The Kola Nut Does Not Speak English review – slow-bloom show full of familial love

Bush theatre, London
The conflicts of not fully knowing your family’s language are to the fore in writer and actor Tania Nwachukwu’s play

Plants are central to Tania Nwachukwu’s play about cultural displacement. Tasha (played by Nwachukwu) is a British Nigerian woman, overworked and overwhelmed by her life in north-west London, who is struggling to keep her greenery alive. For generations, Igbo women have had a history of growing plants: the gap between Tasha and her relatives feels expansive. But this production – an artistic expression of her isolation – doesn’t sting with enough force.

“I feel like my tongue fails me,” she says, talking about the distress of not being able to speak Igbo and communicate fluidly with her dying grandmother. I understand the frustration and guilt of not sharing a language with close relatives, too. However, the script is swollen out with filler material. There’s excessive talk of emails and a throwaway mention of Tasha’s big brother, but not enough interrogation of the sense of loss that not learning your family’s language can bring.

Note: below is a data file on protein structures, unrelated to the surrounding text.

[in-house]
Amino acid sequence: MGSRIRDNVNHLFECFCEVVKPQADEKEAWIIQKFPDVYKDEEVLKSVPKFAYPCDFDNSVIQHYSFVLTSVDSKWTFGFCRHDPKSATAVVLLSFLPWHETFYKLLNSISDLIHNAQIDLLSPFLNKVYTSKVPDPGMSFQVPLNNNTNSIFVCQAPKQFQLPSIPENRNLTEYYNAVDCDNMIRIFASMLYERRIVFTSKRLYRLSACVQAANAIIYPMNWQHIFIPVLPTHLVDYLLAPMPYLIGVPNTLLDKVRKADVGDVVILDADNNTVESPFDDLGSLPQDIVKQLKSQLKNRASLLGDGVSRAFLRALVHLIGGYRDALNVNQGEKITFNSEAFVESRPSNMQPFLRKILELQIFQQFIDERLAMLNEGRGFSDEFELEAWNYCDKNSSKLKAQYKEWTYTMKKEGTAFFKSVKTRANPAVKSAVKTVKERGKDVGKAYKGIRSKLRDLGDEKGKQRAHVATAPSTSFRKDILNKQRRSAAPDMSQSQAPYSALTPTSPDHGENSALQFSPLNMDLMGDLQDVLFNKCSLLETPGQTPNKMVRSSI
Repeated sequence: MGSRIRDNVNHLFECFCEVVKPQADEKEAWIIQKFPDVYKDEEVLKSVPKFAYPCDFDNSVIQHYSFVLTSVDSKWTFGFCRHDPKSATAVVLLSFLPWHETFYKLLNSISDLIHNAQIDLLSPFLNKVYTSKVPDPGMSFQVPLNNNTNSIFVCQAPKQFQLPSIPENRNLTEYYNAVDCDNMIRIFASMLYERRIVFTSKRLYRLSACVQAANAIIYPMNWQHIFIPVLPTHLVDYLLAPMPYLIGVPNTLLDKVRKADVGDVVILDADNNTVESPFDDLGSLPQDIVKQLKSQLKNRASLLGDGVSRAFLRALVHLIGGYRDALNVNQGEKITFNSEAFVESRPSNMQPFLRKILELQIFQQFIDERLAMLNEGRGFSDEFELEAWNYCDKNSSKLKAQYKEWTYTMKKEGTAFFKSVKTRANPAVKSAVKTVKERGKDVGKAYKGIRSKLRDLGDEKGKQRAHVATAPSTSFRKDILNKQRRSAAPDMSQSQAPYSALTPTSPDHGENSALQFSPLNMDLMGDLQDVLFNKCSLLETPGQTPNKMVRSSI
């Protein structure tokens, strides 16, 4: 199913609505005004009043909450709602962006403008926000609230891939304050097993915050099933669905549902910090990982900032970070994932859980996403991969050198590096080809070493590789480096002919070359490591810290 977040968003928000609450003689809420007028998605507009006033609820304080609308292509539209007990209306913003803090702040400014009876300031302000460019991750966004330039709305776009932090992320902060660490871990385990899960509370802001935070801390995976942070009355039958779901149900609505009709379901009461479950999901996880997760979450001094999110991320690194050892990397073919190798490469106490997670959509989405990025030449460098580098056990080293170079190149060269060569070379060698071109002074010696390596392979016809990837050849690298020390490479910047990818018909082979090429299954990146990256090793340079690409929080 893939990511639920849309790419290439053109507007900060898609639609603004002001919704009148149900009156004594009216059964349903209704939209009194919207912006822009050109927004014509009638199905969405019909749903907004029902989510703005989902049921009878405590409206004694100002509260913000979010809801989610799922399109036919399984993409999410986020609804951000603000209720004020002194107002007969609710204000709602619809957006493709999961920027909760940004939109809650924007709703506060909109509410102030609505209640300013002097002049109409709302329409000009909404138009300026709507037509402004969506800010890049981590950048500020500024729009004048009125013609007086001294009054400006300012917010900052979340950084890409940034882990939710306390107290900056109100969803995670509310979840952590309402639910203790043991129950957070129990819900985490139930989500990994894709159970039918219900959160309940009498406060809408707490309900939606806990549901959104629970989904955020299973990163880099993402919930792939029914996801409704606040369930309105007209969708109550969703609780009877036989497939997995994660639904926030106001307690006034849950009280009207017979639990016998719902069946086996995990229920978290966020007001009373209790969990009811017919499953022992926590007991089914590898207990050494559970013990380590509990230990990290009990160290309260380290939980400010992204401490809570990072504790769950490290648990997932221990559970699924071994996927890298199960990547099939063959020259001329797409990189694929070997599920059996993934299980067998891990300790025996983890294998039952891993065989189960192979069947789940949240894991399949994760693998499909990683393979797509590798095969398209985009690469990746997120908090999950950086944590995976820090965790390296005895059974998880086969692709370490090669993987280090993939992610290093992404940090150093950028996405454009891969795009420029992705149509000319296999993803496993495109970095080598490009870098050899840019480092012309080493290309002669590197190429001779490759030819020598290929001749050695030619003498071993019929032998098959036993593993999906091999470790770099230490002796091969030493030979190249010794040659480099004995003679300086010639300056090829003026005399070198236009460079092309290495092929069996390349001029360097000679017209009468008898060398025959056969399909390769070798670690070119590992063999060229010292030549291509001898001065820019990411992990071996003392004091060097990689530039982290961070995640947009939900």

Directed by Ewa Dina, the narrative turns from Tasha’s bedroom ponderings to an old tale of Eze and the Kola Nut Tree. This endless switching may slow down the play’s progress but, anchored by dance, drum beats and songs that the audience are encouraged to join in with, it blossoms through the use of such storytelling techniques. Nwachukwu quickly changes between being the Storyteller and Tasha – an emotional dual performance that bridges Tasha’s ancestral history with her present day.

Your family’s roots are always in you, as The Kola Nut Does Not Speak English shows. And as we start to see this more visibly in the second half, the play begins to bloom. When her grandmother’s condition worsens, Tasha sings a powerful and rousing rendition of a song passed down to her by her parents. This play may not have a perfect structure, but it is powerful in conveying deep familial love on both a local and global scale.


Anya Ryan

The GuardianTramp

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